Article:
Kvalitetnoj javnoj raspravi doprinosi i argument da je život temeljno dobro, o kojem pišu mnogi međunarodnopravni i nacionalni propisi, a iščitavamo ga iz članaka 2. i 14. Konvencije:

„Članak 2. štiti pravo svakog na život. To je jedan od najvažnijih članaka Europske konvencije o ljudskim pravima jer je bez prava na život nemoguće uživati ostala prava zajamčena Konvencijom.

[…]

(Članak 14.) Zabrana diskriminacije ključan je dio zaštite ljudskih prava. Usko je vezana s načelom jednakosti koja drži da su svi ljudi rođeni i ostaju slobodni i jednaki u dostojanstvu i pravima.“ [7]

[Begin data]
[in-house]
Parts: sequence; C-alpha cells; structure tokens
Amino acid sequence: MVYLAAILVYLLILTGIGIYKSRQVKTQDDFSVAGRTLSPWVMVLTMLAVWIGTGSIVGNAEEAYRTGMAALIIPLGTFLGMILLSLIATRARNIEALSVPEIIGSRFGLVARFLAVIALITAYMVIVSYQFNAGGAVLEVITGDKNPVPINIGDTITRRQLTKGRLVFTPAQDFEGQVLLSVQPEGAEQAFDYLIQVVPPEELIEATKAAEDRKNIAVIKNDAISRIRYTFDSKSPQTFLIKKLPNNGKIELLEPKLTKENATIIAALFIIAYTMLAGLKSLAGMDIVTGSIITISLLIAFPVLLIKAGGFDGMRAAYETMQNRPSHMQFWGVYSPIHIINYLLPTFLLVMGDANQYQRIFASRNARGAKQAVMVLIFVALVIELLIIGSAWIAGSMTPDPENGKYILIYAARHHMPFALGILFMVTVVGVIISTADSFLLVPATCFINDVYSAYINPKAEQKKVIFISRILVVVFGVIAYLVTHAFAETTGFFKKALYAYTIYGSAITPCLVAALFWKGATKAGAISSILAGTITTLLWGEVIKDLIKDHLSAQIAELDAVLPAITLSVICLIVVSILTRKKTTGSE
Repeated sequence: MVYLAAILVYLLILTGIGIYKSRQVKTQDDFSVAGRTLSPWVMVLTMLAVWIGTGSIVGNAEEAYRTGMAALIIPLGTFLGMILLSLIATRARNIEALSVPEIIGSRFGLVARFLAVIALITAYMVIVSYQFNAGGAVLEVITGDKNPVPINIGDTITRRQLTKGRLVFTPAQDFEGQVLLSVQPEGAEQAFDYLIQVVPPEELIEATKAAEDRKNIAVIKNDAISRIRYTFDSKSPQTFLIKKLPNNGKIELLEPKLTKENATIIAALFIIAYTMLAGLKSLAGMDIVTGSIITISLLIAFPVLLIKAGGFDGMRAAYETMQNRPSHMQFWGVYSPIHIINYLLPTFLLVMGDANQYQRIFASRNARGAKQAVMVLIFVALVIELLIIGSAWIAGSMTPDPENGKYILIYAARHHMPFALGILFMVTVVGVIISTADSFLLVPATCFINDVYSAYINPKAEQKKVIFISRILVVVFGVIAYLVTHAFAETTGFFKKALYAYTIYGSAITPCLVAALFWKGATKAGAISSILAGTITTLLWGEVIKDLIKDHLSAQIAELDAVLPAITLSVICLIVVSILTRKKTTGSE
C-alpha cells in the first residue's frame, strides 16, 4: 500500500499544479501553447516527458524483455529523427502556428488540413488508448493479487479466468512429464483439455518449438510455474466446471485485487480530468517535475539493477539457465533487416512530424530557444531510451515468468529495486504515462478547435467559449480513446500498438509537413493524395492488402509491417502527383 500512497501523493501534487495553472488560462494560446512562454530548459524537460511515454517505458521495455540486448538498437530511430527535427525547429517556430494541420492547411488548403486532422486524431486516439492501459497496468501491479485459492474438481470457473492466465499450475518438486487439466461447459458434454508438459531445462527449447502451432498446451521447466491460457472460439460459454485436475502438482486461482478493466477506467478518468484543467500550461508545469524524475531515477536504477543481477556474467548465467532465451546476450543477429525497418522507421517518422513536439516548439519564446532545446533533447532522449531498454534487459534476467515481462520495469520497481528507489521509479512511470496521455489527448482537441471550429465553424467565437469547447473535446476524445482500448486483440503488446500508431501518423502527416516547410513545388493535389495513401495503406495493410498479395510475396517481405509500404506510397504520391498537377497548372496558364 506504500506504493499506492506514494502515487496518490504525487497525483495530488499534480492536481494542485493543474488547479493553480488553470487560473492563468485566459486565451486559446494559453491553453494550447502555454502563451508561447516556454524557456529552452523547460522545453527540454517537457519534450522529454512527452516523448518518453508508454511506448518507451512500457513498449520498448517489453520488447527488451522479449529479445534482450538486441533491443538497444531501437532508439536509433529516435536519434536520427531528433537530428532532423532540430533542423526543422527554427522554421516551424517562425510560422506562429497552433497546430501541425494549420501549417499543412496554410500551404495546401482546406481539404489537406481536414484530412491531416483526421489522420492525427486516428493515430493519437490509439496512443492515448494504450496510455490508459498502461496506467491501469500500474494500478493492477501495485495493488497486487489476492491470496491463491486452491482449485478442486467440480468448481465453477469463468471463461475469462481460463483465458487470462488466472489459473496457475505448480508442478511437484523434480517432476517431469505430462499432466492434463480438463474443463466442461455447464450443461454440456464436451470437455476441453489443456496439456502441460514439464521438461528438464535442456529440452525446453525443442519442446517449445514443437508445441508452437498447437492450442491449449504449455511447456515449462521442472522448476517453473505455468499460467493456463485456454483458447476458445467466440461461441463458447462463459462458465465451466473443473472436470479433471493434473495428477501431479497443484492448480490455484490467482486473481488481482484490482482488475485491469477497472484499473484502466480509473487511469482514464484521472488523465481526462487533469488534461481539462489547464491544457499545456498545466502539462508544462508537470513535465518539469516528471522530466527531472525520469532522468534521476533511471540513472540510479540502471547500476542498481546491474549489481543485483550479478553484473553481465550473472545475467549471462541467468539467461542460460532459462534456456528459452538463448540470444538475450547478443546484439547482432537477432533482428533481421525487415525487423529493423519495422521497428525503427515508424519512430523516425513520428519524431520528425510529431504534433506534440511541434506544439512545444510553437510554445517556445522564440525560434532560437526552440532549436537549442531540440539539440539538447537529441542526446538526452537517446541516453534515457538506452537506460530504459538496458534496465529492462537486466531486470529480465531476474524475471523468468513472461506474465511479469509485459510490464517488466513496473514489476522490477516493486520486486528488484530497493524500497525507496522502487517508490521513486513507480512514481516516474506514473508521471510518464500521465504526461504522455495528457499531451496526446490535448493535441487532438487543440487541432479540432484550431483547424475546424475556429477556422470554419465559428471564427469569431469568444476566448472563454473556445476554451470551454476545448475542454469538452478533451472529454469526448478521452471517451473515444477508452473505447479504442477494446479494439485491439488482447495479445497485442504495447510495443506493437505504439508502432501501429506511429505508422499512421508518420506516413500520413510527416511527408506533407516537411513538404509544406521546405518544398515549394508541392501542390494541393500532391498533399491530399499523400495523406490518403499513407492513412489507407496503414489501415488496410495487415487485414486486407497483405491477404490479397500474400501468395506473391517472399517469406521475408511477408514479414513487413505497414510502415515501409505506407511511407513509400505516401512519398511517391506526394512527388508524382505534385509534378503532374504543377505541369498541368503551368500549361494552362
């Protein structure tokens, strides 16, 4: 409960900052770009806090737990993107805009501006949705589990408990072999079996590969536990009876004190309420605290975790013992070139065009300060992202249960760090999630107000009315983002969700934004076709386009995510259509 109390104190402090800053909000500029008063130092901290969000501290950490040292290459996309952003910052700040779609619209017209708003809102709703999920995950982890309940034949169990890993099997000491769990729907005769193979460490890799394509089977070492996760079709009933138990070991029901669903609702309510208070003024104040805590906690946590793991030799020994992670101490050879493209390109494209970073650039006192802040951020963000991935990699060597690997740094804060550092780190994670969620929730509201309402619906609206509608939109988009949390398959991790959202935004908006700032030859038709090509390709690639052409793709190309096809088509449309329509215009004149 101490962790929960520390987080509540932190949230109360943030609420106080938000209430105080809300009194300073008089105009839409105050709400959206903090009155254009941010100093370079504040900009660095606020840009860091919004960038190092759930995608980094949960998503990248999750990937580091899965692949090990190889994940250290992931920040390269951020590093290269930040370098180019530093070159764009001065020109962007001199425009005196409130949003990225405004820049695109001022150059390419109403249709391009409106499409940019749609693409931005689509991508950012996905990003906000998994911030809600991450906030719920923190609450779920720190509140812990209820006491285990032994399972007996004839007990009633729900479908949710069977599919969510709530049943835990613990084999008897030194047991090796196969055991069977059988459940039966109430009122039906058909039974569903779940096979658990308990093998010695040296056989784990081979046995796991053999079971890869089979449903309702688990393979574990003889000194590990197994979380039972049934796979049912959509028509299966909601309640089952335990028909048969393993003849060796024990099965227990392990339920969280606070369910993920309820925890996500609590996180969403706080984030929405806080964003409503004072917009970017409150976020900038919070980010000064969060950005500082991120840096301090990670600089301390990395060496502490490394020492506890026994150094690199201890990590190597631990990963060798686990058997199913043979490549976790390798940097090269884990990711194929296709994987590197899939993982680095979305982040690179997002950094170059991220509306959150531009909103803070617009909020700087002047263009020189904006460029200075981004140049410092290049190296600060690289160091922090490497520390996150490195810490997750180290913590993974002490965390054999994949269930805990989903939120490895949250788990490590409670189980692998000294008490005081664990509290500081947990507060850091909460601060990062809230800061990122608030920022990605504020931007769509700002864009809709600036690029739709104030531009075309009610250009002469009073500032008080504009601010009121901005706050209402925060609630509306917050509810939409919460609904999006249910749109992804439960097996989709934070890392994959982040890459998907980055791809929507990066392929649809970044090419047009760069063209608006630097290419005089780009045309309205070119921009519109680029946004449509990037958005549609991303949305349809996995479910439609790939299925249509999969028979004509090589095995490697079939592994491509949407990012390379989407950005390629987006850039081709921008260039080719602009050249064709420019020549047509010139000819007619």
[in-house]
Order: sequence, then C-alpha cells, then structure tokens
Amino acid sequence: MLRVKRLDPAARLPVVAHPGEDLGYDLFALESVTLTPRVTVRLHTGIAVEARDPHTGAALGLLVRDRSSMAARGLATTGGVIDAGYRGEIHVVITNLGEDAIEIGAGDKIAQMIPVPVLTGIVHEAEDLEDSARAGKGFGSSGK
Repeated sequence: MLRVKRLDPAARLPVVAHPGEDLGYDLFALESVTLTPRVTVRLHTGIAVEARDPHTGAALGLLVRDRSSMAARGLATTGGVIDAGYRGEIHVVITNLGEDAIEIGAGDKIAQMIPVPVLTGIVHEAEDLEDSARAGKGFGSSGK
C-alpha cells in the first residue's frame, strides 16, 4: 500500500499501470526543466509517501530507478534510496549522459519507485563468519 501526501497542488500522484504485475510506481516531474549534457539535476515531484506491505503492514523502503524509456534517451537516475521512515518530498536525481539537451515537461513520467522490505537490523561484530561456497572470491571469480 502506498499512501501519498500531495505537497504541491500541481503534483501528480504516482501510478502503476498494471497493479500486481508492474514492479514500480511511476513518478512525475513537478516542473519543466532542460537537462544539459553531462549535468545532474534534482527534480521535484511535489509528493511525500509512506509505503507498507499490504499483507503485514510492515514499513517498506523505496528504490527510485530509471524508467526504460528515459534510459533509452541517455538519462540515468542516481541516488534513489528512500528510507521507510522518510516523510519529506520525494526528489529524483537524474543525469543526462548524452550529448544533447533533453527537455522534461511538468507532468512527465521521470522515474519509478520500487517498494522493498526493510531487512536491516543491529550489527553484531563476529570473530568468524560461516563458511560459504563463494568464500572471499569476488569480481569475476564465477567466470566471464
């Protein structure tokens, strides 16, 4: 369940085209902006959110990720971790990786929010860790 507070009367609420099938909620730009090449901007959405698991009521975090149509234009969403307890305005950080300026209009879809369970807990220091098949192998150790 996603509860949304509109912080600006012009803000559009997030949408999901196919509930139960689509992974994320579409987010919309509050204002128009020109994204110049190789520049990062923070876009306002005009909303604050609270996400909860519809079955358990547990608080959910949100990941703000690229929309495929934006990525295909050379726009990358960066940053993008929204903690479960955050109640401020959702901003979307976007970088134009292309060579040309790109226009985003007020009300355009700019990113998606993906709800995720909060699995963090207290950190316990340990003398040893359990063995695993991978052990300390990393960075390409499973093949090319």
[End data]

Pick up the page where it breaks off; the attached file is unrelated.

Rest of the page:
Budući da je ljudski život temeljno dobro, njegova vrijednost nije instrumentalna, neovisna je o uvjetima i stanju pojedinca te je intrizično dobro samo po sebi. Temeljno dobro prema definiciji, ima svrhu u samom sebi, ono se odabire radi sebe samoga, a ne radi nečeg drugog, i to dobro ostvaruje se samo po sebi. Postojanje temeljnog dobra u praktičnom ljudskom iskustvu prepoznatljivo je u različitim situacijama i načinima. Primjeri za to su susreti s obitelji i prijateljima, s dojmljivim prizorima prirode ili umjetnosti, sa starijim i mudrijim članom društva u kojima ne vrednujemo samo instrumentalnu i potencijalnu korist koju oni nose u sebi, nego jednostavno poštujemo unutarnju vrijednost koju ti dijelovi stvarnosti posjeduju. Tada shvaćamo da osobe i stvari znamo poštivati zbog onoga što one jesu, a ne zbog onoga što za nas mogu učiniti.